Moorlands are water-satisfied soils, which consist of peat. The peat edition must be powerful at least 30 cm. Moorlands are differentiated traditionally according to the water supply with respect to Hochmoore and Niedermoore.
Boggy soils form their own department in German soil systematics, because as with no other soil with their education the raw material develops at the same time. In this department soils with more than 30 cm peat power are summarized, whereby by peat carbon-rich soil types are to be understood, which essentially resulted from the incomplete dismantling of Pflanzenresten. Thus frequently several meters concern powerful humus horizons and at least 30 % organic substance organic soils with. If the peat edition is smaller than 30 cm and/or if the portion of organic substance less than 30 % amounts to, then one speaks of Moorgleyen and/or Anmoorbildungen.
One differentiates the following types with respect to German systematics within the class of the "naturenear moorlands" depending upon its genesis:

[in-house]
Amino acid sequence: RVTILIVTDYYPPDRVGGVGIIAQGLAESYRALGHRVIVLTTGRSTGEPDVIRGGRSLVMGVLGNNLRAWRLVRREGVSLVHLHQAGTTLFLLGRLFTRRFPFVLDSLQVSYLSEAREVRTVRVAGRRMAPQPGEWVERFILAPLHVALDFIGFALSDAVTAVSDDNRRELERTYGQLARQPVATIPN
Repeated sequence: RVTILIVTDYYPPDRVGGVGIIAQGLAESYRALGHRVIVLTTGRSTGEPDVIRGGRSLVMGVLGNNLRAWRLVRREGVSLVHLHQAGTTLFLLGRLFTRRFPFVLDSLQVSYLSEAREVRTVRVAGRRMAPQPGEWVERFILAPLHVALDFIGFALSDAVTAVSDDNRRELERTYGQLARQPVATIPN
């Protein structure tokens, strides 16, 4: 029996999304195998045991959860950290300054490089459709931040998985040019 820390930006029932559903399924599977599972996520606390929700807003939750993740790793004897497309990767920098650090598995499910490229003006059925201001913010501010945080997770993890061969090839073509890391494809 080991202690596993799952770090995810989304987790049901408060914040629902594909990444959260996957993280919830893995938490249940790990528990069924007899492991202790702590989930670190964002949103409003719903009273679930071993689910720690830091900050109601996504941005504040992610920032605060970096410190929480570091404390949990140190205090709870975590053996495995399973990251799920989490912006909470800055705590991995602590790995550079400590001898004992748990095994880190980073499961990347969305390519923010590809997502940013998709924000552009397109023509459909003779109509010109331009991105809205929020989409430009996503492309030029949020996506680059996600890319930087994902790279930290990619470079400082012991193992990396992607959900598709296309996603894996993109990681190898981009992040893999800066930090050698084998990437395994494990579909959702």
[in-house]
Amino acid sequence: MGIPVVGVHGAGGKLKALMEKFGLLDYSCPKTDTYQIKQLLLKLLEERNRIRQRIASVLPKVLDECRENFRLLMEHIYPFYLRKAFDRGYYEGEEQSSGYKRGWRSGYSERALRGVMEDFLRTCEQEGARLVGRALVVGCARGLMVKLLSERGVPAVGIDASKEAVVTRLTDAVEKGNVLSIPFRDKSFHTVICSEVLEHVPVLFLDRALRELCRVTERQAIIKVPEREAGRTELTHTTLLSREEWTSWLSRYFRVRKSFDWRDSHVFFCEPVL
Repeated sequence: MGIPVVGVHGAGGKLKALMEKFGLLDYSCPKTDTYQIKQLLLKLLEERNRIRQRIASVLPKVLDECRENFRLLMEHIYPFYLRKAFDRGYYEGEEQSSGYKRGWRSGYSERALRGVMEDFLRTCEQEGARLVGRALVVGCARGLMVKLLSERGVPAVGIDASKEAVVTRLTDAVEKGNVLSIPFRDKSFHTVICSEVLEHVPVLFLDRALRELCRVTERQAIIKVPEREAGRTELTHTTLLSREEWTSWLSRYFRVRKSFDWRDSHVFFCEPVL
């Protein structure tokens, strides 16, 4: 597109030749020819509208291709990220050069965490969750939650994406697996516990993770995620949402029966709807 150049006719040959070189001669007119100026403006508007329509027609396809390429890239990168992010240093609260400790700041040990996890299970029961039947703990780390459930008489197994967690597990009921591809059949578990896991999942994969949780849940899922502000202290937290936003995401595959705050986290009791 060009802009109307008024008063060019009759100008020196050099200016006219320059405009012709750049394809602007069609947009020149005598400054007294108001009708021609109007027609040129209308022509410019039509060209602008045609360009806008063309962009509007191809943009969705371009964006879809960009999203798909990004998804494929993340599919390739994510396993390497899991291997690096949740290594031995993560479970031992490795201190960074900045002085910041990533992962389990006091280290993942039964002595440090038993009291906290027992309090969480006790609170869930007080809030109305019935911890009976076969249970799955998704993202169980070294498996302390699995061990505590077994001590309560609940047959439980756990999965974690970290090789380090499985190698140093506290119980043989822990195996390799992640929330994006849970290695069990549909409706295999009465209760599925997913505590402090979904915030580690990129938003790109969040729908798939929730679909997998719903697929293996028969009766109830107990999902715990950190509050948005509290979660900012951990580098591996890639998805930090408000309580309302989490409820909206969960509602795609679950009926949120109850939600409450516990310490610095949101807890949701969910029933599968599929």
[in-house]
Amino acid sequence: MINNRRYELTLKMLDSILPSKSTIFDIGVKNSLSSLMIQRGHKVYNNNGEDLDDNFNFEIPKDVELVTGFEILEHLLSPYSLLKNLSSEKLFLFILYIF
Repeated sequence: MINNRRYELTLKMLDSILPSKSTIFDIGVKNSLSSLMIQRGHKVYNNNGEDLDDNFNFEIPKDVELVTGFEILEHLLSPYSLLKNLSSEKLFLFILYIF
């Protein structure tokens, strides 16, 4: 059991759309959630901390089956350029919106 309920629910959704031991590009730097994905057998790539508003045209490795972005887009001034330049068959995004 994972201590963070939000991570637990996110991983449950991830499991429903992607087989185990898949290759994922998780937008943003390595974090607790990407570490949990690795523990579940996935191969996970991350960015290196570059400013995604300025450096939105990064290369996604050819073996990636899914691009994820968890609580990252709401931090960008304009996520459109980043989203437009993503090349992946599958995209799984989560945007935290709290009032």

After the drainage of the boggy soils secondary soil formations take place. Depending upon duration and intensity of the ventilation due to the drainage as well as frequency of the drainage characteristic structure forms result from Mineralisation and Humifizierung. Soil systematics cover therefore beside the class of the "naturenear moorlands" the class of the "ground connection and Mulmmoore" with the types:
After the international classification of the World Reference cousin for Soil Ressources, briefly WRB, and the American USDA Bodenklassifikation powerful moorlands as well as powerful humus editions of terrestrial soils are called Histosole.
Rain moorland Niedermoor intermediate moorland moorland cultivation moorland colonizing peat Anmoor
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